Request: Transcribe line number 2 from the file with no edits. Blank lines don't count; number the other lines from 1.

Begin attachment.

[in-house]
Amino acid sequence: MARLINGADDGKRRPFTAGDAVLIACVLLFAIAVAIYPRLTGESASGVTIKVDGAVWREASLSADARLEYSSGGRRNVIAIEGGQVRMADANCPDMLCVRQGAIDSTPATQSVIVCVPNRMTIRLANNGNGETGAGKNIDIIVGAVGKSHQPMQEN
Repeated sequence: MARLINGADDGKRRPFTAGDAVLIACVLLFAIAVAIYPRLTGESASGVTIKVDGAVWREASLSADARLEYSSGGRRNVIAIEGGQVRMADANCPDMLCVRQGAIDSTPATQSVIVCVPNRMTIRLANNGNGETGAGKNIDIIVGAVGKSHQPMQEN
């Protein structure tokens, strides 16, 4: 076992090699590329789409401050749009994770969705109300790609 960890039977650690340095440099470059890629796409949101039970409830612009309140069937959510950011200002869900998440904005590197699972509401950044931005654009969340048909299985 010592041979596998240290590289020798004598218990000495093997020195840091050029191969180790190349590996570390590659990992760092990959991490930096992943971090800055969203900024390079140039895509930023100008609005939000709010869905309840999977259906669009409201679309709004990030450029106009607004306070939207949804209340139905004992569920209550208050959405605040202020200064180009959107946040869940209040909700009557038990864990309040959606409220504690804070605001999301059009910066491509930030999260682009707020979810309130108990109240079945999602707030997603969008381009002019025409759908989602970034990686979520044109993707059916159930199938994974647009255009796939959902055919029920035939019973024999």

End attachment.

Amino acid sequence: MARLINGADDGKRRPFTAGDAVLIACVLLFAIAVAIYPRLTGESASGVTIKVDGAVWREASLSADARLEYSSGGRRNVIAIEGGQVRMADANCPDMLCVRQGAIDSTPATQSVIVCVPNRMTIRLANNGNGETGAGKNIDIIVGAVGKSHQPMQEN